"The regulators, local governments, and financial institutions alike will need to tread carefully and rewind their financial liabilities patiently," it said, noting many of the trust-related liabilities were built up as part of stimulus measures during the global financial crisis.
"It will be foolish to use the name of moral hazard to blaze the trail. If they did, the house of China's financial system could also be burnt down," it said.
To be sure, not everyone believes bailing out the trust's investors will benefit the financial system in the long run.
(Read more: Is China really running out of cash?)
"Implicit guarantees in shadow banking foster excessive investment, as expected returns are higher for the investor (which has no downside) than society (which pays for downside via government or bank bailouts)," JPMorgan said in a note.
Concerns over government debt levels have risen recently. China's state auditor said in a report last month that local governments owe almost $3 trillion in outstanding debt, much of it raised via trusts. The debt pile is viewed as one of the biggest threats facing the country's economy, with concerns that much of it cannot be repaid as it was used to fund non-profitable projects.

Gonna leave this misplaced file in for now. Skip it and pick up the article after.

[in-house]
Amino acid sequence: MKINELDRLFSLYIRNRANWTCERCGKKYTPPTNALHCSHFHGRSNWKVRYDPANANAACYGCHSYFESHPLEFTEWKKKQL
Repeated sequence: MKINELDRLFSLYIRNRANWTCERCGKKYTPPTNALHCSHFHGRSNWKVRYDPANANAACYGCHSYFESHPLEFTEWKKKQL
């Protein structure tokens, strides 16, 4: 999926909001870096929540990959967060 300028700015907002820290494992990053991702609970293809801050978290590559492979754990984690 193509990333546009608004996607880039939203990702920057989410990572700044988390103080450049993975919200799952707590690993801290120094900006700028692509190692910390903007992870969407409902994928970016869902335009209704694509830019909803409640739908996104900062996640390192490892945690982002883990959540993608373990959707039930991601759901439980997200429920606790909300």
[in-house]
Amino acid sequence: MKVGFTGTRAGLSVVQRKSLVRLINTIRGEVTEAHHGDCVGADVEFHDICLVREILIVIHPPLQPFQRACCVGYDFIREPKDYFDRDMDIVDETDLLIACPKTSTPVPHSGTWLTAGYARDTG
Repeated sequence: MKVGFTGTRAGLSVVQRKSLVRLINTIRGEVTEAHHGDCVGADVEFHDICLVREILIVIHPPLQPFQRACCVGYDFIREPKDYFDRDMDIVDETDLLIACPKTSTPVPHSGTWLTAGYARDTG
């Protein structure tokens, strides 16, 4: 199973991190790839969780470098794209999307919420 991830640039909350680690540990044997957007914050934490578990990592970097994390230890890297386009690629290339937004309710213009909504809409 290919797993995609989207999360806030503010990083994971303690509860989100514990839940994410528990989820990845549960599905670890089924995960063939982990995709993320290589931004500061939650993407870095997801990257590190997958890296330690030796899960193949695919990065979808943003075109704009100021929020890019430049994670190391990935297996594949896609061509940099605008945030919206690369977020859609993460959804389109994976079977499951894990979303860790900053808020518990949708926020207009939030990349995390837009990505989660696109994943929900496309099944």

"Credit is still locked up in these projects," Patrick Chovanec, chief strategist at Silvercrest Asset Management told CNBC. "Even though there's plenty of money being dumped into the Chinese economy, there doesn't seem to be enough money to go around to actually fund growth."
He is concerned about the decision to bail out the Credit Equals Gold trust.
"This bad debt did not suddenly become good. Some entity which is yet to be named was directed by the government to provide the money and take on the loss," he said. "Brushing this kind of bad debt under the rug doesn't really solve anything."
—By CNBC.Com's Leslie Shaffer; Follow her on Twitter